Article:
The Smallest Among Us

The little girl in the picture isn’t so little anymore. Just last month we had her eleventh birthday. Time flies and kids grow up fast! It seems like yesterday, but ten years ago I was the Bereavement Coordinator of a hospice in New Orleans. I was also working on a Master’s degree and my wife worked part-time for a local pediatrician. Nothing was more important than being the dad of this one-year-old little girl.  

    I was apprehensive about working with the hospice at the beginning. It was a great company and a great position, but I was unsure how my wife and I could juggle all our responsibilities at the time…primarily our little girl. I told the hospice my concern and they came up with a generous solution. They suggested if there were times when watching my daughter and making visits conflicted, I could take her with me. Not only that, but they would make her their first “Baby Therapy Volunteer”. Seemed like a perfect solution. The only thing I became concerned about was how she would handle nursing homes. Often children don’t handle those environments very well. Regardless, it was worth a shot. 

    Not too long into the job I found there were times I needed to bring my little one with me. The first time I did, we went and visited a man with dementia in a nursing home. Again, I didn’t know how she would do in there. After we sat with him for several minutes it was time for us to go. I picked her up and she bent down and planted the biggest kiss on the man’s nose. I was shocked by this. And for the first time during the visit he began to smile and not just a little smile, but a huge one...I’ll never forget that.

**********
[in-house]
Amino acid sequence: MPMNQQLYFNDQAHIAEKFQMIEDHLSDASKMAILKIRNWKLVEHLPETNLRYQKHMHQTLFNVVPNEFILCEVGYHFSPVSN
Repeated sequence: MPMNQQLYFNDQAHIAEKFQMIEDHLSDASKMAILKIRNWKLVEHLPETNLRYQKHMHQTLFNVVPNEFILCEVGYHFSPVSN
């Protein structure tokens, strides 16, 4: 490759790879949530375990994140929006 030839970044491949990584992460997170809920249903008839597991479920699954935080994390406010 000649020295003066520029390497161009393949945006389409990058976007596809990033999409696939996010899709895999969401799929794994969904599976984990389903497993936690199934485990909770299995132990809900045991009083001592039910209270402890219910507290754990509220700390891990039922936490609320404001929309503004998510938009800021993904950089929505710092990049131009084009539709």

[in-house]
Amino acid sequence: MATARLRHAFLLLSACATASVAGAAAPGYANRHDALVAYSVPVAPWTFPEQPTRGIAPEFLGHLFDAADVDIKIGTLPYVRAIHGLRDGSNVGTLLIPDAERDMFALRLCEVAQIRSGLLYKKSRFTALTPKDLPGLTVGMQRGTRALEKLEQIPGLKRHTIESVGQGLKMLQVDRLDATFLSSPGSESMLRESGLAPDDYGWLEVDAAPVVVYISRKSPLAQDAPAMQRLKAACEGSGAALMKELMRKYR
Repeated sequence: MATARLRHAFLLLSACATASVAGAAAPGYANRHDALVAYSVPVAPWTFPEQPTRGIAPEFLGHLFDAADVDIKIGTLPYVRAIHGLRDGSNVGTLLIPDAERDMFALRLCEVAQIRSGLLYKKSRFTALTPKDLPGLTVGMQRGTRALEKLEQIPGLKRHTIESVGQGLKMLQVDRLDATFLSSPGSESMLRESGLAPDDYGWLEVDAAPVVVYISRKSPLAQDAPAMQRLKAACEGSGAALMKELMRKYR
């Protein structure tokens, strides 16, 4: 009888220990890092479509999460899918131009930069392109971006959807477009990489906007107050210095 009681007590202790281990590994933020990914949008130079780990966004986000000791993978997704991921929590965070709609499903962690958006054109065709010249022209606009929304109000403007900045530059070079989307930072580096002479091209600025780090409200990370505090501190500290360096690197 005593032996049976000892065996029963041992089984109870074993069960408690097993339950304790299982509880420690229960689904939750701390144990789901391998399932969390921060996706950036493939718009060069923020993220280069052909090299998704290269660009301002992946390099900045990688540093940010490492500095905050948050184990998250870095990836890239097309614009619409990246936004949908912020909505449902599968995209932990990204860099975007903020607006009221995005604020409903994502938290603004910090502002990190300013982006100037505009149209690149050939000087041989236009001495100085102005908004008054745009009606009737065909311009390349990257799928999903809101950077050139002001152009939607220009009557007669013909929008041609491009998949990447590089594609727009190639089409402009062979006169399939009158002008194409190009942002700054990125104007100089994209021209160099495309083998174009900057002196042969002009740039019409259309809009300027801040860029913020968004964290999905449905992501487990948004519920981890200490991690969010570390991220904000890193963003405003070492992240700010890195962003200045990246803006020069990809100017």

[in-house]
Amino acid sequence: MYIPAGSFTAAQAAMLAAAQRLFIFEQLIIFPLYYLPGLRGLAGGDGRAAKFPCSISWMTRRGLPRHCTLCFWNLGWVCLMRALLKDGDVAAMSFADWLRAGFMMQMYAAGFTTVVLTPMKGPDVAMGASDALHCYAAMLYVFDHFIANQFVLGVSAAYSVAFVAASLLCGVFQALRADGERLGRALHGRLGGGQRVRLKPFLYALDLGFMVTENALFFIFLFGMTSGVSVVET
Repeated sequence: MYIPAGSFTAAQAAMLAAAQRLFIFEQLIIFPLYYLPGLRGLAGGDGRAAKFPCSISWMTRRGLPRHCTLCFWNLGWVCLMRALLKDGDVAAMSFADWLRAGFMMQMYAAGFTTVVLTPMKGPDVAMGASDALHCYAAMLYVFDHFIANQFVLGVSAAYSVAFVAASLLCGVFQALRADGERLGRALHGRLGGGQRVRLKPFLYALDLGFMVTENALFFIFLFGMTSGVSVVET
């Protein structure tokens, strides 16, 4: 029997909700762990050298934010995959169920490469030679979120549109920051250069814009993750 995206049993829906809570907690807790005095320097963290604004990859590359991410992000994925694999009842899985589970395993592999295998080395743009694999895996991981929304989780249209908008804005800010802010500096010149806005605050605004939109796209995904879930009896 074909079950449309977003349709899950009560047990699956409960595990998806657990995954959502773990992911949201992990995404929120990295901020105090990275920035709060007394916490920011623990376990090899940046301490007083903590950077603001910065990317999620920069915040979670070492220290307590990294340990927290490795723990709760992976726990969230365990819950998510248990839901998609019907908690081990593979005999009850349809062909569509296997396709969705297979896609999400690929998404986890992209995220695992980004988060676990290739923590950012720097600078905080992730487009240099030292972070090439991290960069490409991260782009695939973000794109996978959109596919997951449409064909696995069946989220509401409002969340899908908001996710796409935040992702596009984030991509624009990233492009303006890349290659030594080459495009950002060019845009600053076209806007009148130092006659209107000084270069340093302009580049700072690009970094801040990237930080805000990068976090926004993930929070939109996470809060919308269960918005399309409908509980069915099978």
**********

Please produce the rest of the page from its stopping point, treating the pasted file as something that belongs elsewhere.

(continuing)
We went on to have several great visits like that one, but the best memory I have of that season is when I took her to visit Ms. Jenny. Ms. Jenny was a sharp-minded, very kind, elderly lady. On our first visit with her my little girl picked up a little tea cup (shown in the picture) and she pretended to drink out of it. Ms. Jenny laughed so hard every time she saw this. Ms. Jenny made sure I brought my daughter every time I visited and every time my daughter would pick up that cup and “drink” out of it. I’d be in big trouble if I came by myself. 

    After several weeks had passed my family went on vacation to Florida. I’ve always found it difficult to take vacation because it’s hard to not worry about the patients while being away. On my first day back I was informed that after I left Ms. Jenny began to rapidly decline and she died while I was gone. I was heartbroken. I would have liked to have been there with her and her family. The nurse, who told me about her death, also said, “Oh and there’s one more thing…Ms. Jenny’s daughter gave me this envelope with your name on it. She said her mom had given it to her when she started to decline.” I was not expecting anything and could not imagine what it was.  I opened it up it and smiled as I saw it was the little tea cup out of which my daughter would pretend to drink. 

That little teacup isn’t fancy and not worth anything but I do love to bring it out and show my eleven year old daughter the difference she made in a lady’s life. As a parent, it serves as such a great reminder for her and her younger brothers that anyone, at any age, and any size can always make a big difference. 

Billy Mitchell , Bereavement Coordinator